Archive for the 'Uncategorized' Category

Neanderthal weaning

Sunday, July 14th, 2013

According to a new article in Nature, the weaning of Neanderthal happened eariler than in both other prmates and human populations. Link:

This is one of several other studies that claim Neanderthal developped faster than modern humans.

However, in the Neanderthal theory, based on radiometric data collected by Jack Cuozzo, it is indicated that the datings of Neanderthal teeth are 1.8 times off.

In the current article, it is claimed there are two distinct happenings in the Neanderthal studied, at 227 days and 435 days. Multiplying these figures with  1.8 to compensate for dating problems, give 408 and 783 days, which roughly is one and two years. That means that Neanderthal infants were exclusively on breast milk for the first season, on a transitionary diet during the second season, and then abruptly weaned.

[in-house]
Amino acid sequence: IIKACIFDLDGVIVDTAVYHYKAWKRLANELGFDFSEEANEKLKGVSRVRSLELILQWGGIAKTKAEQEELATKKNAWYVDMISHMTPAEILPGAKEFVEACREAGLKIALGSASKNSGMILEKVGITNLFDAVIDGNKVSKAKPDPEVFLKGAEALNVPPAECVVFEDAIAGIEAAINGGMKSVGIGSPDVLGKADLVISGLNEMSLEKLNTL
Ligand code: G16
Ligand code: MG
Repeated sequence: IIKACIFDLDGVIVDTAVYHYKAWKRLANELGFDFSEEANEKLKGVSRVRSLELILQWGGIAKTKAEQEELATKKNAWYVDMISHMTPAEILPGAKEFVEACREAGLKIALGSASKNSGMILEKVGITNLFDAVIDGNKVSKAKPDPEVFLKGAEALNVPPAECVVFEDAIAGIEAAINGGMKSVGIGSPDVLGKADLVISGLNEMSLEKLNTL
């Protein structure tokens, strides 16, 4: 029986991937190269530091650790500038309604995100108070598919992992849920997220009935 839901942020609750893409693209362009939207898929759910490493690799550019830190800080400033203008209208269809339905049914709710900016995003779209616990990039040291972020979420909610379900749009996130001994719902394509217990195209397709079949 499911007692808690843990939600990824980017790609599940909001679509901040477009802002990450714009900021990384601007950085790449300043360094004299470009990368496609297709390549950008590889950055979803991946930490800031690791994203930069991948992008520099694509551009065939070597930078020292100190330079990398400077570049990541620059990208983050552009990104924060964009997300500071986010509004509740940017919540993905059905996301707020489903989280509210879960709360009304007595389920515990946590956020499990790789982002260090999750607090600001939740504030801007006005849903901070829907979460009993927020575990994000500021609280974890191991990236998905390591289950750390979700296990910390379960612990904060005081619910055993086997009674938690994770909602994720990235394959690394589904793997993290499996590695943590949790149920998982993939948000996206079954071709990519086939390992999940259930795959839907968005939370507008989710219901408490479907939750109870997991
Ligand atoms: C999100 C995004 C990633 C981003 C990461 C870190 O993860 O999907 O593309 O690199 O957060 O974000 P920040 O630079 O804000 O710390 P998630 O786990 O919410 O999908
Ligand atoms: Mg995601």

Thus, this study provides more support for the idea that the dating of Neanderthals is wrong, and that the model described in the Neanderthal theory can explain the weaning data in this Neanderthal in a much better way, which also puts weaning at a similar age as in modern humans.

Indeed, this should be possible to use in order to provide better age estimates for Neanderthal juveniles.


The gene incompability hypothesis proved?

Friday, July 12th, 2013

A new study of autistic children indicate they often are born to mothers carrying antibodies that bind to proteins involved in brain development.

Why would  mothers have these antibodies in the first place if these weren’t produced as a defense? In addition to that, it’s also been found that neurodiversity is related to autoimmune disease, probably for similar reasons. Nothing is mentioned in the news release about autoimmune diseases being related to autism, but they obviously don’t understand the implications of the study. Sure, this might be curable, but the cause is not a disordered immune system of mother or infant, rather points to gene incompabilities between mother and father.